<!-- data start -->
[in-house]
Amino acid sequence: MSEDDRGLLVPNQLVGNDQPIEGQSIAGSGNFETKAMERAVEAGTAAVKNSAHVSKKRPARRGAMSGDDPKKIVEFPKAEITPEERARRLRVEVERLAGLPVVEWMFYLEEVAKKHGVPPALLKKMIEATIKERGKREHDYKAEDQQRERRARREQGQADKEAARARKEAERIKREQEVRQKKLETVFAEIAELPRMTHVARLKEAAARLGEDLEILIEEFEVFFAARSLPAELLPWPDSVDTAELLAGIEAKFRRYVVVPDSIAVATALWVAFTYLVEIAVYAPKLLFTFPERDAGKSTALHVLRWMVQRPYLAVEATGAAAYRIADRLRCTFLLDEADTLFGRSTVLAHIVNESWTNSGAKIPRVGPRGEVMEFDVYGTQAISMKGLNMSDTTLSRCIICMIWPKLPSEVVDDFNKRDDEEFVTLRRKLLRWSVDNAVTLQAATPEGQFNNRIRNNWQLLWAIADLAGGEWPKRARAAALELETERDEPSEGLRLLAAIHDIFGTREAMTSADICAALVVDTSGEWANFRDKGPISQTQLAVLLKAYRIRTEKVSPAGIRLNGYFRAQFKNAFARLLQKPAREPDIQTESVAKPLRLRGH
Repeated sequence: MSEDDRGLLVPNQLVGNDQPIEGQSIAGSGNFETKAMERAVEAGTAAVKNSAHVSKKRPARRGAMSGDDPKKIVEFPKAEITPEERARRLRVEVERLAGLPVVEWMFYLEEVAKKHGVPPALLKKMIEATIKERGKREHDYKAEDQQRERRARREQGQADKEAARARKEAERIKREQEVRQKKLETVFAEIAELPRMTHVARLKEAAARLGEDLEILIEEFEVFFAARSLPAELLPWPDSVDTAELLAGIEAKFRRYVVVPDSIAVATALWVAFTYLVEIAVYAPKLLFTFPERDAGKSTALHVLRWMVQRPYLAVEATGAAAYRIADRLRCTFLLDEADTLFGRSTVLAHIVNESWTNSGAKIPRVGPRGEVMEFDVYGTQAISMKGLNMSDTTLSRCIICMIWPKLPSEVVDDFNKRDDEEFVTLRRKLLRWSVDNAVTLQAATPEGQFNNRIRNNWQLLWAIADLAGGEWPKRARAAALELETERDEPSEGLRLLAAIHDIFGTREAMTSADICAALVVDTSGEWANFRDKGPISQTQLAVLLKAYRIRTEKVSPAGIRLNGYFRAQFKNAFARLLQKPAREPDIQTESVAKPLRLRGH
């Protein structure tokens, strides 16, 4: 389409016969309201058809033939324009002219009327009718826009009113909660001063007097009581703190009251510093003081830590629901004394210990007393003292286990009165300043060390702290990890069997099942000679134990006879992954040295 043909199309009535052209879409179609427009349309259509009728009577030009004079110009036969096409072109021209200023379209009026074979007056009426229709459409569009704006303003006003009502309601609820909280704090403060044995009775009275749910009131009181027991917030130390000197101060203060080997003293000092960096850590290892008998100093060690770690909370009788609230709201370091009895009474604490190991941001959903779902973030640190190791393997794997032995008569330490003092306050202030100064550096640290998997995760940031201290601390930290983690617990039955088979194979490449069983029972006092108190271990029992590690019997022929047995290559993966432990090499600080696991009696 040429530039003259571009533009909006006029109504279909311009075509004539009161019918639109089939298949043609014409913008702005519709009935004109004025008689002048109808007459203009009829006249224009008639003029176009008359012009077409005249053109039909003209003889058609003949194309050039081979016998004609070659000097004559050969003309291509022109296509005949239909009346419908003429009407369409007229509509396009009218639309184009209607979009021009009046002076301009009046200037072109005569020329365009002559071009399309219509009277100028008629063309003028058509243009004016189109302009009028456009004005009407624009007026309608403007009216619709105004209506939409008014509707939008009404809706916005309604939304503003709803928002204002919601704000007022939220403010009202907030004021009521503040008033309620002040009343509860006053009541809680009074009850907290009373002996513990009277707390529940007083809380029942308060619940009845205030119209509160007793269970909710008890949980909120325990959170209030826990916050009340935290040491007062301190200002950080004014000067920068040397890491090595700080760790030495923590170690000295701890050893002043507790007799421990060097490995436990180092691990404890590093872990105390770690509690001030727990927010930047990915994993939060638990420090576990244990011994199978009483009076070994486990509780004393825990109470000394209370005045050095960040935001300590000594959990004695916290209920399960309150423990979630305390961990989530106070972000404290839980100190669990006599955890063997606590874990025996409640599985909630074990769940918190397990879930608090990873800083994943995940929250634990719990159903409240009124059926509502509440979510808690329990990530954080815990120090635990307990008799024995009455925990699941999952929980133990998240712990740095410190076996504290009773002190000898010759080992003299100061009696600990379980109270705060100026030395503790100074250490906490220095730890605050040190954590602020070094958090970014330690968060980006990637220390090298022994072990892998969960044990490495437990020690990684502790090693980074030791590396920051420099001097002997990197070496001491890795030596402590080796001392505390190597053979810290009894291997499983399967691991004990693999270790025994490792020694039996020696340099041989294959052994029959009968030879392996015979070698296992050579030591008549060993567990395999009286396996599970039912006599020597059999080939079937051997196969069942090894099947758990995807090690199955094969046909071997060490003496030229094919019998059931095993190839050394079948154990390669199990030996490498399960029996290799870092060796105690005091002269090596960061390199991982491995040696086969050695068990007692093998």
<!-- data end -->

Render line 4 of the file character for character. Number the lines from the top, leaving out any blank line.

């Protein structure tokens, strides 16, 4: 389409016969309201058809033939324009002219009327009718826009009113909660001063007097009581703190009251510093003081830590629901004394210990007393003292286990009165300043060390702290990890069997099942000679134990006879992954040295 043909199309009535052209879409179609427009349309259509009728009577030009004079110009036969096409072109021209200023379209009026074979007056009426229709459409569009704006303003006003009502309601609820909280704090403060044995009775009275749910009131009181027991917030130390000197101060203060080997003293000092960096850590290892008998100093060690770690909370009788609230709201370091009895009474604490190991941001959903779902973030640190190791393997794997032995008569330490003092306050202030100064550096640290998997995760940031201290601390930290983690617990039955088979194979490449069983029972006092108190271990029992590690019997022929047995290559993966432990090499600080696991009696 040429530039003259571009533009909006006029109504279909311009075509004539009161019918639109089939298949043609014409913008702005519709009935004109004025008689002048109808007459203009009829006249224009008639003029176009008359012009077409005249053109039909003209003889058609003949194309050039081979016998004609070659000097004559050969003309291509022109296509005949239909009346419908003429009407369409007229509509396009009218639309184009209607979009021009009046002076301009009046200037072109005569020329365009002559071009399309219509009277100028008629063309003028058509243009004016189109302009009028456009004005009407624009007026309608403007009216619709105004209506939409008014509707939008009404809706916005309604939304503003709803928002204002919601704000007022939220403010009202907030004021009521503040008033309620002040009343509860006053009541809680009074009850907290009373002996513990009277707390529940007083809380029942308060619940009845205030119209509160007793269970909710008890949980909120325990959170209030826990916050009340935290040491007062301190200002950080004014000067920068040397890491090595700080760790030495923590170690000295701890050893002043507790007799421990060097490995436990180092691990404890590093872990105390770690509690001030727990927010930047990915994993939060638990420090576990244990011994199978009483009076070994486990509780004393825990109470000394209370005045050095960040935001300590000594959990004695916290209920399960309150423990979630305390961990989530106070972000404290839980100190669990006599955890063997606590874990025996409640599985909630074990769940918190397990879930608090990873800083994943995940929250634990719990159903409240009124059926509502509440979510808690329990990530954080815990120090635990307990008799024995009455925990699941999952929980133990998240712990740095410190076996504290009773002190000898010759080992003299100061009696600990379980109270705060100026030395503790100074250490906490220095730890605050040190954590602020070094958090970014330690968060980006990637220390090298022994072990892998969960044990490495437990020690990684502790090693980074030791590396920051420099001097002997990197070496001491890795030596402590080796001392505390190597053979810290009894291997499983399967691991004990693999270790025994490792020694039996020696340099041989294959052994029959009968030879392996015979070698296992050579030591008549060993567990395999009286396996599970039912006599020597059999080939079937051997196969069942090894099947758990995807090690199955094969046909071997060490003496030229094919019998059931095993190839050394079948154990390669199990030996490498399960029996290799870092060796105690005091002269090596960061390199991982491995040696086969050695068990007692093998």